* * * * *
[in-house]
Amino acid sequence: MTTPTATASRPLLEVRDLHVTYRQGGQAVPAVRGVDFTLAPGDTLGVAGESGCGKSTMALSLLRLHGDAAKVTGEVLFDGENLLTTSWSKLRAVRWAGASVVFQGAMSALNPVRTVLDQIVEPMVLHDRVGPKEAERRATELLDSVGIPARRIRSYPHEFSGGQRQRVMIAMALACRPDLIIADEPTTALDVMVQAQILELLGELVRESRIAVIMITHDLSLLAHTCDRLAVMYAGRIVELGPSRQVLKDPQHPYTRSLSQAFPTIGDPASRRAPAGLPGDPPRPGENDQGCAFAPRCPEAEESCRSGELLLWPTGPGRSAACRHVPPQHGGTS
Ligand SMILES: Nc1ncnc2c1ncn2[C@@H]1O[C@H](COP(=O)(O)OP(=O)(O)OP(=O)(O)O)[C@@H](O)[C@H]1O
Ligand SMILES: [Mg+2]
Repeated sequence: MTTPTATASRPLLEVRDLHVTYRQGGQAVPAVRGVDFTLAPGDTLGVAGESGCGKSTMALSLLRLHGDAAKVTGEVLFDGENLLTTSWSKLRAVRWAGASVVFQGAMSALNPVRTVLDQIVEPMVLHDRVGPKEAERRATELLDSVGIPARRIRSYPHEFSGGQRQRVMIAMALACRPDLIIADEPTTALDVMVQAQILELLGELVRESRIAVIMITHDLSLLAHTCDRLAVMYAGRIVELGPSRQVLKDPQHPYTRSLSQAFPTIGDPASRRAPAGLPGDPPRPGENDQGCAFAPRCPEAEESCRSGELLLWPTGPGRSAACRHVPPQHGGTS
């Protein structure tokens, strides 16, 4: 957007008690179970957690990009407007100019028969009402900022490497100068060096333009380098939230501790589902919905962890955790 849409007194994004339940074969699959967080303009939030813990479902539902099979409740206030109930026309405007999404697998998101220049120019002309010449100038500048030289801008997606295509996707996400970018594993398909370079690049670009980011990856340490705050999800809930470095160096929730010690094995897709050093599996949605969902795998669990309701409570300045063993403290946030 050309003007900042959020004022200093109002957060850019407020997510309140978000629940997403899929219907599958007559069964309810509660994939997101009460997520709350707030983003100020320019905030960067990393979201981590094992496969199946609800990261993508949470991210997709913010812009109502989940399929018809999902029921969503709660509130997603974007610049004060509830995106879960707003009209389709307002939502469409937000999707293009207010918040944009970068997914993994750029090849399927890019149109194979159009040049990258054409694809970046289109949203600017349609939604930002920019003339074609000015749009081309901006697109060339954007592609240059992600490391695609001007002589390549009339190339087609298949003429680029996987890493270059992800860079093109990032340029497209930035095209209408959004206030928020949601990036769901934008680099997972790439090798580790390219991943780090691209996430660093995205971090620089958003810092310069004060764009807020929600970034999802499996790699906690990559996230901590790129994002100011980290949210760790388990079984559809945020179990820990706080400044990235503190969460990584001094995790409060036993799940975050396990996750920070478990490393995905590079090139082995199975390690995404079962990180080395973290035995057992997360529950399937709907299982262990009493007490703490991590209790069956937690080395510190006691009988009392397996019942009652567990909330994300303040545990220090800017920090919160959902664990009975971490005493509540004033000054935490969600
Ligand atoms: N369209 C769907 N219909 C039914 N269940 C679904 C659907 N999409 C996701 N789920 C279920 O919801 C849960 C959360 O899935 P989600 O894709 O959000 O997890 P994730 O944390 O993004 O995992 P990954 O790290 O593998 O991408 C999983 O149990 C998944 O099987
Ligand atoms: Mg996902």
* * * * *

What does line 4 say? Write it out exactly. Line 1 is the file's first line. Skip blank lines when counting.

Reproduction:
Ligand SMILES: [Mg+2]